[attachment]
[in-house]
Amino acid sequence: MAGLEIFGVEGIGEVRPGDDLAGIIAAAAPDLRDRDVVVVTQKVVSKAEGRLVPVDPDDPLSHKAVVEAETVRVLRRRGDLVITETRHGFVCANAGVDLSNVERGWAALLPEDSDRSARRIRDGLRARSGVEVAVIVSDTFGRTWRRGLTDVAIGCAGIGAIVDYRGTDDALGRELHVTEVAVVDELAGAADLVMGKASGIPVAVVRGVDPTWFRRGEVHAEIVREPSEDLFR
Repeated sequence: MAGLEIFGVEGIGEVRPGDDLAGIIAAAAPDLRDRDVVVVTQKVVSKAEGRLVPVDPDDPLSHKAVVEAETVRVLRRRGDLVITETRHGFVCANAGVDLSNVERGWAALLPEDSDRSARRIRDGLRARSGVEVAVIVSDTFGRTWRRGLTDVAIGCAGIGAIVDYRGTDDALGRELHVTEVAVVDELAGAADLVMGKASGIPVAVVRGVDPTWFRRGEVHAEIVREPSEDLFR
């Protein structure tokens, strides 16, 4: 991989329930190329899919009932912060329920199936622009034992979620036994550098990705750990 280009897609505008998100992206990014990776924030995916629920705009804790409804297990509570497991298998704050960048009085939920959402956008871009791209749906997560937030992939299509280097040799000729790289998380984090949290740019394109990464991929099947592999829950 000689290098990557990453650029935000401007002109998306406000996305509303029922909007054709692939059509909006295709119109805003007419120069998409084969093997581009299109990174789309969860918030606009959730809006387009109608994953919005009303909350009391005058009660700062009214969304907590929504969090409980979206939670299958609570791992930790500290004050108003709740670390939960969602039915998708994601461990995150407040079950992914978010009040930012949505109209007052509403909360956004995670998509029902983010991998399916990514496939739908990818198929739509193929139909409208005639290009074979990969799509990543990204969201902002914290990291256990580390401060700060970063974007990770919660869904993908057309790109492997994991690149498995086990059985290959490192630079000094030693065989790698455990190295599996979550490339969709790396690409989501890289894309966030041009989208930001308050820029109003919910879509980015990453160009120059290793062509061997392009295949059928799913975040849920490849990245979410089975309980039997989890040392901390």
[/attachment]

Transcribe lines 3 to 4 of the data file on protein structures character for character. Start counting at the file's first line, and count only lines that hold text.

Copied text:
Repeated sequence: MAGLEIFGVEGIGEVRPGDDLAGIIAAAAPDLRDRDVVVVTQKVVSKAEGRLVPVDPDDPLSHKAVVEAETVRVLRRRGDLVITETRHGFVCANAGVDLSNVERGWAALLPEDSDRSARRIRDGLRARSGVEVAVIVSDTFGRTWRRGLTDVAIGCAGIGAIVDYRGTDDALGRELHVTEVAVVDELAGAADLVMGKASGIPVAVVRGVDPTWFRRGEVHAEIVREPSEDLFR
């Protein structure tokens, strides 16, 4: 991989329930190329899919009932912060329920199936622009034992979620036994550098990705750990 280009897609505008998100992206990014990776924030995916629920705009804790409804297990509570497991298998704050960048009085939920959402956008871009791209749906997560937030992939299509280097040799000729790289998380984090949290740019394109990464991929099947592999829950 000689290098990557990453650029935000401007002109998306406000996305509303029922909007054709692939059509909006295709119109805003007419120069998409084969093997581009299109990174789309969860918030606009959730809006387009109608994953919005009303909350009391005058009660700062009214969304907590929504969090409980979206939670299958609570791992930790500290004050108003709740670390939960969602039915998708994601461990995150407040079950992914978010009040930012949505109209007052509403909360956004995670998509029902983010991998399916990514496939739908990818198929739509193929139909409208005639290009074979990969799509990543990204969201902002914290990291256990580390401060700060970063974007990770919660869904993908057309790109492997994991690149498995086990059985290959490192630079000094030693065989790698455990190295599996979550490339969709790396690409989501890289894309966030041009989208930001308050820029109003919910879509980015990453160009120059290793062509061997392009295949059928799913975040849920490849990245979410089975309980039997989890040392901390």